Image from Odd 13 Brewing Company

Ask questions

Whether it’s a familiar regular, or a future contagious loyalist, a quick conversation can provide key insight into what your guests are looking for and allow you to tailor their experience in simple ways!  Especially now, consumers are selective about where and when they choose to go out—make their experience memorable.

     • Is this their first time out since lockdowns began?  If guests are venturing out for the first time, there’s sure to be some emotion attached to the experience.  Are they celebrating something?  Make them feel like part of the community by learning about them.

     • What was their go-to drink during time at home?  Whether they relied on to-go beer from a favorite brewery or they took up mixology as a side-hustle, take that intel to suggest their new favorite.  You could even drop an unprompted taster of a selection they’re sure to enjoy!  It’s a small touch that will cement your greatness and make your guests feel special. 

     • What measures by the establishment will ensure their safe return?  These days, we are constantly calculating the risk inherent to different activities.  When guests see that you’re taking health and safety seriously, they can feel assured and keep coming back!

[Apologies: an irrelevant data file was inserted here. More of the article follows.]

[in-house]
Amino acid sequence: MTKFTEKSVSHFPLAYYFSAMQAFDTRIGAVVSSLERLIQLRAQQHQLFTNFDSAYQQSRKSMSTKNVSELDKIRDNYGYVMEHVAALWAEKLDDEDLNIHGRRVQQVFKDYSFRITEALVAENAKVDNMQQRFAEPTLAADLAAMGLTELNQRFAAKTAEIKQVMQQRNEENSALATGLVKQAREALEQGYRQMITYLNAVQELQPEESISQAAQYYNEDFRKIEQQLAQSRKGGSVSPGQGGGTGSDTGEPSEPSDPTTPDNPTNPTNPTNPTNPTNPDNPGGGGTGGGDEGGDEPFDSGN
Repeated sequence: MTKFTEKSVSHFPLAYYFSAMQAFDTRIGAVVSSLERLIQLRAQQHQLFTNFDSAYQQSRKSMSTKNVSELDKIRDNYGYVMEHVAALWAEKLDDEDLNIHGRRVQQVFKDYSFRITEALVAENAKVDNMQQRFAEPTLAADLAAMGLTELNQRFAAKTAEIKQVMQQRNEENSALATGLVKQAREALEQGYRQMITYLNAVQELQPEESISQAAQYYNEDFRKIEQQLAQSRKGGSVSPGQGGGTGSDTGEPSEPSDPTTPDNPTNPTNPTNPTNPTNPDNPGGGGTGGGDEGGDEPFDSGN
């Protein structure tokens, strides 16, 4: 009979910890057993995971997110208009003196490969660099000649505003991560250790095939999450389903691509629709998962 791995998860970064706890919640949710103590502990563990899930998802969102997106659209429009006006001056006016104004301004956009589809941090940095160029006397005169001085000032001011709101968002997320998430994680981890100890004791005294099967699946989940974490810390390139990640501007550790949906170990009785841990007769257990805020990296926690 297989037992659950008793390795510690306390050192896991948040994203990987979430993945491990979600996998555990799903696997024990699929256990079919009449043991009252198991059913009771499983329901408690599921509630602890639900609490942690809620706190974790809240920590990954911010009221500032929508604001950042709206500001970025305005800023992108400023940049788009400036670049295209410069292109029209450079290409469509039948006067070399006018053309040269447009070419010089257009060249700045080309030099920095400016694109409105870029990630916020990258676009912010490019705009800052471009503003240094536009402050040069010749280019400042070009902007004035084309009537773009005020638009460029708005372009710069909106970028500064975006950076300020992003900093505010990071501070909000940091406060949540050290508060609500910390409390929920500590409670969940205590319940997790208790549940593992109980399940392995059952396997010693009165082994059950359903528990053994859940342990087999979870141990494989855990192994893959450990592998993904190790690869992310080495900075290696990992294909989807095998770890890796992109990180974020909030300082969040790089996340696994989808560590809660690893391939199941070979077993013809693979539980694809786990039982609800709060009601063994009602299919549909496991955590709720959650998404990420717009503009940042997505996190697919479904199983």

Incentivize guests to return

Enhancing a guest’s experience, whether it’s through redeeming a loyalty reward or receiving a surprise taster from their server, is a great way to add value to a visit and keep them coming back. 

     • Loyalty Programs. Programs like Arryved Insider add value to repeat visits.  Guests earn points and then redeem them for specific products, and taprooms can also send out special deals to loyalty members.  Reward the most loyal fans with exclusive deals.  

     • Events. Many events that went virtual earlier in 2020 are coming back to tasting rooms.  Let guests know that trivia is back on Tuesdays!  Utilize a registration or signup system to lock in business for event nights.



Tasting room employees are experts in their field—empower them to educate guests on your menu.  These conversations are great moments for your staff to share their knowledge while learning more about their clientele, too!  Craft enthusiasts like to feel a part of their favorite places and creating a dialogue around what’s offered and what makes it unique fosters a sense of community.  

When guests feel they have the inside scoop, they’re sure to keep coming back.



It’s not easy to have our smiling faces hidden when we’re all thirsty for a sense of connection.  But there are still ways to let our service and hospitality shine while masked up and physically distant.  And don’t forget your smize!